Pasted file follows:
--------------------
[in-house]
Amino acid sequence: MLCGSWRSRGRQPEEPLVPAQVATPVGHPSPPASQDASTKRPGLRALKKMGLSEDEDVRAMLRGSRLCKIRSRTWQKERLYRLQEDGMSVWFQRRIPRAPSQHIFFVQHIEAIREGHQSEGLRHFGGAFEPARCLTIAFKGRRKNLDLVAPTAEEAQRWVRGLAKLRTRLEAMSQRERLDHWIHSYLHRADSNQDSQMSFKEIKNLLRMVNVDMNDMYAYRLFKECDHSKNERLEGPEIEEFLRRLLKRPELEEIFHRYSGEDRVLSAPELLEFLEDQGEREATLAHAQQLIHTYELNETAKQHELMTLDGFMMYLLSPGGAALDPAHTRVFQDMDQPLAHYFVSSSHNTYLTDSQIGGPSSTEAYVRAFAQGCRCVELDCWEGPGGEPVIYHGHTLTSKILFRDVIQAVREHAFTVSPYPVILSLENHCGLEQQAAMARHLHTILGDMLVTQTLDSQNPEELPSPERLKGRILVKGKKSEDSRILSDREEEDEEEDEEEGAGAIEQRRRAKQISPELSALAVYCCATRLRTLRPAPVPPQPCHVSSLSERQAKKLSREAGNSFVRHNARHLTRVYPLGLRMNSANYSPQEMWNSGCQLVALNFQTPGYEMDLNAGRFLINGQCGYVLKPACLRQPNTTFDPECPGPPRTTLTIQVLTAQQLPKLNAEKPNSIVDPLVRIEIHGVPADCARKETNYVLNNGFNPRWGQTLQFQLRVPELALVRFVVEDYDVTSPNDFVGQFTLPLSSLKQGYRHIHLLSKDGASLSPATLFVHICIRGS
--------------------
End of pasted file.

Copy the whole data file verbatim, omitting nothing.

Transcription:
[in-house]
Amino acid sequence: MLCGSWRSRGRQPEEPLVPAQVATPVGHPSPPASQDASTKRPGLRALKKMGLSEDEDVRAMLRGSRLCKIRSRTWQKERLYRLQEDGMSVWFQRRIPRAPSQHIFFVQHIEAIREGHQSEGLRHFGGAFEPARCLTIAFKGRRKNLDLVAPTAEEAQRWVRGLAKLRTRLEAMSQRERLDHWIHSYLHRADSNQDSQMSFKEIKNLLRMVNVDMNDMYAYRLFKECDHSKNERLEGPEIEEFLRRLLKRPELEEIFHRYSGEDRVLSAPELLEFLEDQGEREATLAHAQQLIHTYELNETAKQHELMTLDGFMMYLLSPGGAALDPAHTRVFQDMDQPLAHYFVSSSHNTYLTDSQIGGPSSTEAYVRAFAQGCRCVELDCWEGPGGEPVIYHGHTLTSKILFRDVIQAVREHAFTVSPYPVILSLENHCGLEQQAAMARHLHTILGDMLVTQTLDSQNPEELPSPERLKGRILVKGKKSEDSRILSDREEEDEEEDEEEGAGAIEQRRRAKQISPELSALAVYCCATRLRTLRPAPVPPQPCHVSSLSERQAKKLSREAGNSFVRHNARHLTRVYPLGLRMNSANYSPQEMWNSGCQLVALNFQTPGYEMDLNAGRFLINGQCGYVLKPACLRQPNTTFDPECPGPPRTTLTIQVLTAQQLPKLNAEKPNSIVDPLVRIEIHGVPADCARKETNYVLNNGFNPRWGQTLQFQLRVPELALVRFVVEDYDVTSPNDFVGQFTLPLSSLKQGYRHIHLLSKDGASLSPATLFVHICIRGS